DEERFIELD, Ill. – Leaders of industry groups and meat processors on Thursday, under increasing pressure from rapidly rising feed costs, called out for a revision of the federal ethanol mandate.

The industry leaders held a phone press conference on Thursday, the day after corn hit a record high of almost $8 per bushel. Corn prices, already high, shot up again after estimates of damage from floods that have ravaged Iowa, the country’s biggest corn producer.

Each of the executives, and their respective industry segments, has publicly given their support to Texas Gov. Rick Perry. Perry has filed a waiver with the Environmental Protection Agency (EPA) to reduce the ethanol mandate in the face of rising food prices. The EPA is considering the request and its public comment period ends on June 23.

Media reports on Thursday estimated at 1.3 million acres of corn and up to 2 million acres of soybeans have been lost to the floods, the worst in the region since 1993. The U.S. Department of Agriculture will say how big this year's U.S. corn crop will be later in June, but the department has hinted it will do a special assessment of how many acres have been lost to massive flooding that struck the Midwest.

Markets have already reacted with corn for December delivery rising as high as $7.85 a bushel on the Chicago Board of Trade before easing back to settle at $7.80, up 4 cents. In the most-actively traded July contract, prices rose to $7.50 a bushel before falling back to settle 4 cents higher at $7.4625.

Beef, pork, chicken and turkey producers have all seen the costs of livestock raising double in the past year have been working to reduce herd and flock size to save money. Rod Brenneman, president and CEO of Seaboard Foods in Kansas, said that sow slaughter has already gone up sharply. Major chicken producers such as Tyson Foods Inc. and Pilgrim’s Pride earlier this year announced cuts in chicken flocks. Turkey production is forecast to drop 10 to 15 percent.

Paul Hill, chairman of West Liberty Foods, said the current situation is a “perfect storm” of very high demand, both domestically and internationally, low stockpiles and natural disaster sharply reducing the corn supply available.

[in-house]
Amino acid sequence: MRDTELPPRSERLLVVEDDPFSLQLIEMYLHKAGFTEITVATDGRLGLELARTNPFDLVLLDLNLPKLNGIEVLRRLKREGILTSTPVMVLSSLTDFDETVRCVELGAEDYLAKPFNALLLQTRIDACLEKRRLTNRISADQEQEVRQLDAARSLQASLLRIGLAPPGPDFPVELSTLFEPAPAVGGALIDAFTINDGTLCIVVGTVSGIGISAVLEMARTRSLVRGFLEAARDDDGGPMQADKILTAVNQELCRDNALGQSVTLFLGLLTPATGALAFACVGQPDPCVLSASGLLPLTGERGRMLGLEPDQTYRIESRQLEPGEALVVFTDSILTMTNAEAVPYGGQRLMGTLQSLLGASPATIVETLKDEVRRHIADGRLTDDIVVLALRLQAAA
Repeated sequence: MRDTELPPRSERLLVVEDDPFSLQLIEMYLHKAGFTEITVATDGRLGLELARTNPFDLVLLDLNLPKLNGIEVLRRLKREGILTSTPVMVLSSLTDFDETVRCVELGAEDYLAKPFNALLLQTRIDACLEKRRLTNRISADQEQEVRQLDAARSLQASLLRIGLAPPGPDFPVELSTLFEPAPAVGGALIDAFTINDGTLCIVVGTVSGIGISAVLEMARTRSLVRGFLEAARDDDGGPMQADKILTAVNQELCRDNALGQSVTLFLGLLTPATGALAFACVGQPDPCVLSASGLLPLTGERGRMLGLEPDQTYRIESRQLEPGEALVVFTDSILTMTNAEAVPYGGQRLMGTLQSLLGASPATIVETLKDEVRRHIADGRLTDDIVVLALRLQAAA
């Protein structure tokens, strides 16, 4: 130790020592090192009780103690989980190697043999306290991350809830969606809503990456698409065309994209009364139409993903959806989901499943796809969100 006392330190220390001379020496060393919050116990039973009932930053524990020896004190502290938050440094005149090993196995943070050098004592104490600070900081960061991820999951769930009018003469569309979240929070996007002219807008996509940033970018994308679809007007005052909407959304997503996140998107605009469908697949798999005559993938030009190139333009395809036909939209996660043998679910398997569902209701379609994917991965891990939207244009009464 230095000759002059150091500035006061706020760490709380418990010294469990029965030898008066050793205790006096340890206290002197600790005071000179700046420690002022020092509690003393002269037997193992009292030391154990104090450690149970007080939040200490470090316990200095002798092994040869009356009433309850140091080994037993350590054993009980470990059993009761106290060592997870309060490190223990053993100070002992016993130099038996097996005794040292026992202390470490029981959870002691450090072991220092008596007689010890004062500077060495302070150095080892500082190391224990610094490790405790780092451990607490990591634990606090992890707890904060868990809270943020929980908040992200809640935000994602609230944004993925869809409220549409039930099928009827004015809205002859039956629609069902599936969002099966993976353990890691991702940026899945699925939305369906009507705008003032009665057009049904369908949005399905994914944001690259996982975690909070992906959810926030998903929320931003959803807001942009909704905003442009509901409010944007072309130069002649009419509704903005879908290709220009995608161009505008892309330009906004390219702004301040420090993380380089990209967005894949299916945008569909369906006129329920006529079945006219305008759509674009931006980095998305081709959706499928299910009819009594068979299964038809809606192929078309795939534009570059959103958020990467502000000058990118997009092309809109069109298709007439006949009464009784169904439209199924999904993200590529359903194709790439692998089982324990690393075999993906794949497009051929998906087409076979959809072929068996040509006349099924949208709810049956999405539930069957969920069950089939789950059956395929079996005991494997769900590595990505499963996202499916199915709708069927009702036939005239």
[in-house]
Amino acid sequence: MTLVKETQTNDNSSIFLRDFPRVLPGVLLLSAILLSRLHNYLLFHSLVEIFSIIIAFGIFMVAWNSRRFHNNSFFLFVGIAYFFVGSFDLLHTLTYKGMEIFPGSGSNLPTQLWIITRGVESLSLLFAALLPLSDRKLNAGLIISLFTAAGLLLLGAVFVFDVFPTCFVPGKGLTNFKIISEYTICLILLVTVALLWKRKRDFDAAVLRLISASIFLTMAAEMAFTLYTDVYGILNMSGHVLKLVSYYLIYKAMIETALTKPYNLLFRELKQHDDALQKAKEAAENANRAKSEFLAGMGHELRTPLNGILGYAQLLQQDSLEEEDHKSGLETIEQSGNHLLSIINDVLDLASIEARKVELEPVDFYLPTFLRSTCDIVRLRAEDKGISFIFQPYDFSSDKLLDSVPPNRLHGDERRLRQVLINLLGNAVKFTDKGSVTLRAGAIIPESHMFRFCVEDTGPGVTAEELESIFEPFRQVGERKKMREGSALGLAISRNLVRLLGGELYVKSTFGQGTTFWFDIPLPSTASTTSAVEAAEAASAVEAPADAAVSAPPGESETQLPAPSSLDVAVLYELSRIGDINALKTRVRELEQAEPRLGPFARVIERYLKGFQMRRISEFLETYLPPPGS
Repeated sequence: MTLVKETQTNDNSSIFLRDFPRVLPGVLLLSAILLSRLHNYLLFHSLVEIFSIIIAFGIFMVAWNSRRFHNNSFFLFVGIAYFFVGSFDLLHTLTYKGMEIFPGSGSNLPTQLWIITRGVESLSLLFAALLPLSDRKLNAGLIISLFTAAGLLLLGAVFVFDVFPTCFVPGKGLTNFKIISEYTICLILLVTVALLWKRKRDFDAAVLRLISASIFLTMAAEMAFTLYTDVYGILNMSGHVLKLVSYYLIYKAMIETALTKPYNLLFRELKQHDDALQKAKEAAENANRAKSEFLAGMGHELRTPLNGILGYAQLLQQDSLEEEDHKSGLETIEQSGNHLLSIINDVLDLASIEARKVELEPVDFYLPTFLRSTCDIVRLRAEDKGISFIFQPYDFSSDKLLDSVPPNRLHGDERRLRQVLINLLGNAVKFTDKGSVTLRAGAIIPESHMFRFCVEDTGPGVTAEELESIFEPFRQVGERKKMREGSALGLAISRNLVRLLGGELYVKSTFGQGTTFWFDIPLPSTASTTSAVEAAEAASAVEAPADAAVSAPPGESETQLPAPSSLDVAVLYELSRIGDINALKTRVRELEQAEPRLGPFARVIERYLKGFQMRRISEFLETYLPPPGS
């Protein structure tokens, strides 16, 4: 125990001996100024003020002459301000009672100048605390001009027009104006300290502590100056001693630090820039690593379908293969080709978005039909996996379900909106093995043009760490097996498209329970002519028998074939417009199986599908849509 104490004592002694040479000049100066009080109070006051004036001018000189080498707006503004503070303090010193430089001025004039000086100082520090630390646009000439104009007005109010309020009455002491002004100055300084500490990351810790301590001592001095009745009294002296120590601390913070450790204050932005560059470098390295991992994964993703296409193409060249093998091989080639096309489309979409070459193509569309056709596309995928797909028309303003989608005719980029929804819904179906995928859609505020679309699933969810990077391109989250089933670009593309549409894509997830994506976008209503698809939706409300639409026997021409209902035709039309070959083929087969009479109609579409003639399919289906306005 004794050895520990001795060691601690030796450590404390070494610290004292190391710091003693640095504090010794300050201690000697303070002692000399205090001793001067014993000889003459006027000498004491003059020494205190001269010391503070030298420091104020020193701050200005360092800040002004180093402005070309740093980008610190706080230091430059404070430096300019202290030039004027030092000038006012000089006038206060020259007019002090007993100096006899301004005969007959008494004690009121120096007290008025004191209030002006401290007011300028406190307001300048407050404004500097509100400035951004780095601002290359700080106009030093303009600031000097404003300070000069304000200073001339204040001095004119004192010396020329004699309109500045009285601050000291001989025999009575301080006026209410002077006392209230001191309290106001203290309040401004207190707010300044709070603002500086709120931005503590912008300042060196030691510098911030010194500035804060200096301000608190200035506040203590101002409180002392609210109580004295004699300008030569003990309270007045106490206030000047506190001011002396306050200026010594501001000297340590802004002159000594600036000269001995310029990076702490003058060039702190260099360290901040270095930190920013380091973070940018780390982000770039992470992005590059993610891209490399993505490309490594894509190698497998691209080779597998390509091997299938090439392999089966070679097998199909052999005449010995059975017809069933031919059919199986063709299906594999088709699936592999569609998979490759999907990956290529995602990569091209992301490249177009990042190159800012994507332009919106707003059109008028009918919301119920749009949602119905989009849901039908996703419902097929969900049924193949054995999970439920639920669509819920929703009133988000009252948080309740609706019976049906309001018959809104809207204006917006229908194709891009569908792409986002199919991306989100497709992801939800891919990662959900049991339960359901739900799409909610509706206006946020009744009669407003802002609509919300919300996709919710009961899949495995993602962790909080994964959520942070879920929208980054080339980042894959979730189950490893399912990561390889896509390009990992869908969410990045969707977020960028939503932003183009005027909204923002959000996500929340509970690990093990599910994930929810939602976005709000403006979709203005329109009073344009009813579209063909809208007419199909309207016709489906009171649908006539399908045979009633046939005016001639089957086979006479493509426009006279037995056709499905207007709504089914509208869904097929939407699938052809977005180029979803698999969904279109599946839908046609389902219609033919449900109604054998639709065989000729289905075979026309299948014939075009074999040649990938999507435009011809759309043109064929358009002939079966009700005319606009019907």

“This corn ethanol (program) was designed to be stop gap to get us through (a corn price slump),” he said. “It wasn’t totally thought through. We need a total comprehensive energy policy in this country that we have to force on elected officials.”

Thomas Elam of Carmel, Ind.-based said that his company will be releasing a study showing that the current ethanol policy has had no effect on gas prices while adding significantly to the price of food.

“We understand corn won’t go back to $2 per bushel,” said Mark Hickman of Peco Foods in Tuscaloosa, Ala. “But not fair to expect us to compete with ethanol. We strongly support the request of the Texas governor.”

Richard Wiles, chairman of the Environmental Working Group, said food prices could rise another 9 percent in the fourth quarter of 2008 or first quarter of 2009 as the reductions of livestock work through the system.

The press conference was the latest call by the meat industry to reduce the pressure on the national corn crop from use in ethanol.

Earlier this month, a coalition of meat processors, retailers, environmental groups, industry associations and Hispanic groups began Food Before Fuel. The goal of the coalition is persuade the EPA to lower its ethanol mandate in the face if rising global food prices. The organization has been very vocal in its support of Perry’s waiver request, hosting a petition on its Web site at

“We have to eat before we drive,” said Hill.